United Nations, Secularism & Fundamentalism

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“Secularism” is another matter. I define it here as the view that there is no heaven. Secular means the material world and being part of the material world is who we are, especially as Christians. But “secularism” is a rejection of the religious sphere. I think sometimes Christians don’t recognize the difference. They see the hostility of secularism and lump anything that is secular in the same basket. They are suspicious of the secular because of the agenda of secularism.

In the modern era secularism, as I define it here, arose from the Medieval period, where the church exercised a temporal power over society that Jesus didn’t exhibit in his own life.

Secularism was a reaction to this, a throwing-off of the church’s power before the Renaissance. This doesn’t mean every participator in the Renaissance had this agenda.

The reaction of secularism has some merit. When the church began to take hold of state power in the days of Constantine, it legislated against other religions. It ruled over the conscience of men. “Secularists” don’t want the church, or any other religion, having this kind of totalitarian, right-wing power again. The church was wrong in seeing God’s kingdom in this way, and so we shouldn’t see secularists as our enemy, but see our fault and treat those who react to it with understanding.

So, secularists seek refuge from what they see as a “Hitlerian factor,” the oppressive nature of religion. Like we noted above, the response of those Hitler persecuted was to seek dominance over anyone they perceived as a threat. Christians now perceive a left-wing oppression against them, a dictatorial reign coming from secularism, forcing the conscience of society into a rejection of all religion.

This is the normal human pendulum. We seek dominance over the other, before they can dominate us. This cycle needs to be broken, as Jesus broke it on the cross. There, he forgave his oppressors and did not lift a reactionary hand against them. He broke the tit-for-tat syndrome society has been captive to and replaced it with foot-washing. Jesus broke the cycle of “do to others before they do to you,” with “do to others what you would like them to do to you.” When we do this, the true kingdom of God is revealed.

An example of secularism at work in our societies is the drive to ban Christmas and Easter celebrations. It is often alleged that these celebrations offend Muslims. In my experience, Muslims are not offended by these celebrations. On the contrary, they expect those who have a Christian faith to love and practice what we believe. They just don’t like us practicing our faith wrongly, by insulting others. The drive to ban Christian holidays is a secularist drive. Don’t blame Muslims for anti-religious sentiments. They are for religious sentiments, even for Christian ones.

Or secularists may try to force a form of “morality” upon all the children of a society or supress speech that reveals moral values different from their view of the world. Christians are called to overcome this non-violently, without hatred. We do it by recognizing it’s not just our rights that matter in a society but also serving others we disagree with.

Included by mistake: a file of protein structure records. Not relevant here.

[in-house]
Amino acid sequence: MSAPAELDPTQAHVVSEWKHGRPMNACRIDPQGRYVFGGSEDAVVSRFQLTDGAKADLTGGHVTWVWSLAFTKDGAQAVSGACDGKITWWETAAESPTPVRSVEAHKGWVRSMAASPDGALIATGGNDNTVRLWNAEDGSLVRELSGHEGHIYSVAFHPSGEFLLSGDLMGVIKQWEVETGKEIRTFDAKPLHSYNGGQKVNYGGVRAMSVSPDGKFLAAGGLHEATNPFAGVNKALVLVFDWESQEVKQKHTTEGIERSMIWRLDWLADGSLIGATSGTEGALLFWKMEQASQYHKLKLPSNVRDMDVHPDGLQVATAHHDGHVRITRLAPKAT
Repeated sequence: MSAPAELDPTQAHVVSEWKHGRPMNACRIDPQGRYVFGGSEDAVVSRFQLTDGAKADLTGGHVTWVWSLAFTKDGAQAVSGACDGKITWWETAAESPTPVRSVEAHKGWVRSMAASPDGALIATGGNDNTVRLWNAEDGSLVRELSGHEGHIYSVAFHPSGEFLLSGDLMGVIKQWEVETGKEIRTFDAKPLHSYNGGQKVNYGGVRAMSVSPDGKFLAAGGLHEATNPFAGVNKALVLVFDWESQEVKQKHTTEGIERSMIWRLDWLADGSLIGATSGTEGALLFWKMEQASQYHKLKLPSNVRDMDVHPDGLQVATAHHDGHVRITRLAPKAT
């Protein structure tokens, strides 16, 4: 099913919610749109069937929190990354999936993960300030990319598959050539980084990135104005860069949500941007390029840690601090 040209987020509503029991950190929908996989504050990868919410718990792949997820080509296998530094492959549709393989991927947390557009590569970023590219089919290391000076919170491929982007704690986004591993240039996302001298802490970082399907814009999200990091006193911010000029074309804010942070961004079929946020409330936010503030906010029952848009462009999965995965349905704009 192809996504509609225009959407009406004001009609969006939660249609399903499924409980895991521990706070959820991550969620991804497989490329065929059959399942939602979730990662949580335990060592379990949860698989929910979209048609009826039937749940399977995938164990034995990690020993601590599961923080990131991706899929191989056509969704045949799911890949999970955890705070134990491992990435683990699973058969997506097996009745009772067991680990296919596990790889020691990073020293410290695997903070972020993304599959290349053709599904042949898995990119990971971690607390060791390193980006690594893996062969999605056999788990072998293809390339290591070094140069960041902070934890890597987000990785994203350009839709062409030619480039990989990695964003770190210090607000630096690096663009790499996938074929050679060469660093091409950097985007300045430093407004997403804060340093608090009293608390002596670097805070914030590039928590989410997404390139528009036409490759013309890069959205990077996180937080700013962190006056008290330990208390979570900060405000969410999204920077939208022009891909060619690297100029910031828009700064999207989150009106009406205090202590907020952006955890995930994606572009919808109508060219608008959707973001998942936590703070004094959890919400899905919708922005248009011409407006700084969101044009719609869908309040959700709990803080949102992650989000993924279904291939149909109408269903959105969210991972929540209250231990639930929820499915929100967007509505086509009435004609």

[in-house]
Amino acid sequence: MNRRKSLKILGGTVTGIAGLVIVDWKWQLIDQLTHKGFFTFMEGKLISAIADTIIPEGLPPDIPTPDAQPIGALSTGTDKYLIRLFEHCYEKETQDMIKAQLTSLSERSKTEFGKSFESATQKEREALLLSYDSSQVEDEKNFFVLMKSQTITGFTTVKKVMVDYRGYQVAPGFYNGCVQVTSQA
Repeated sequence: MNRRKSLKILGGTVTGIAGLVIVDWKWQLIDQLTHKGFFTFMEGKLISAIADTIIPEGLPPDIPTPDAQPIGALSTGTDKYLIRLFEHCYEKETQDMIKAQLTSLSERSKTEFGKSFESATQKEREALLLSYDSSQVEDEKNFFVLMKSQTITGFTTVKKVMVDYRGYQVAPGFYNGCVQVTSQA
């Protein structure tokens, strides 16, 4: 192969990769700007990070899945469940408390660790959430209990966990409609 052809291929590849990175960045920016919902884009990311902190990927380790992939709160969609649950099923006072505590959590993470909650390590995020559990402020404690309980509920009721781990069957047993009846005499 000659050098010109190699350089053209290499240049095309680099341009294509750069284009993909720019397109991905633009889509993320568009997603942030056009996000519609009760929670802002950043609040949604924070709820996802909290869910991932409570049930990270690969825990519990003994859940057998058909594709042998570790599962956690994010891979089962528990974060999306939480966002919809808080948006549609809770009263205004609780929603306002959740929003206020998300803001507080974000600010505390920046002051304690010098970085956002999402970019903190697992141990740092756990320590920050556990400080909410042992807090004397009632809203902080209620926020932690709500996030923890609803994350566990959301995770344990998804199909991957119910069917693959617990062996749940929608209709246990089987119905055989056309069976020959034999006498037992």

Fundamentalism, in all its forms, Muslim, Christian, or from other faiths, is just like secularism, in trying to dominate the conscience of others. I wouldn’t call any form of fundamentalism truly religious, as it denies the principles of religion, especially love of neighbour. Secularism mustn’t chase us from the world, neither make us fight in the world like it does, but teach us to deny ourselves, our personal agendas for power and fight in the world like Christ. It is to teach us to be peacemakers.

Secularism cannot succeed as an ally of the United Nations. The goals of the United Nations cannot be achieved, using a system that seeks to rule over the conscience of humanity. Any dictatorial reign over the human conscience will result in revolt, will take away peace, rather than achieve peace.

The claim of secularists, that religion is the cause of conflict, is not true. Every conflict we have experienced is caused by the greed of man, his lust for power, his self-interest. Conflict is never genuinely undertaken on the behalf of God. Religion is often used as a cover, but the real issue is the human character, where people lie to themselves and others regarding the motives that drive them.

If we seek to quell religion as a path to peace and tolerance, then we are not tolerating what is the most precious thing to most people, their religious conscience. But we are also taking away the greatest ally we have to peace, which is the human religious conscience. The love of God in our conscience is the most restraining factor, the most sensible reason there is for peace. The principle of peace comes from heaven, not from earth, from God’s very own nature. If we take heaven away, there is no solid rational for peace.

Christians have a lesson to learn here. We will not overcome others by suppressing their religious conscience, where it differs from our own. Trying to do so makes us allies of the secularists. We are to honour and respect the religious conscience of others and allow them freedom in its operations. Freedom, as Jesus defined it, is our ability to show respect to others, not freedom from sharing society with these others. Neither secularists, nor fundamentalists, understand freedom as Jesus displayed it, as overcoming self-centredness through self-giving, sharing.

The biblical worldview isn’t heaven or earth, but the spiritual and the secular merged together through service, rather than through conquest or oppression of others.

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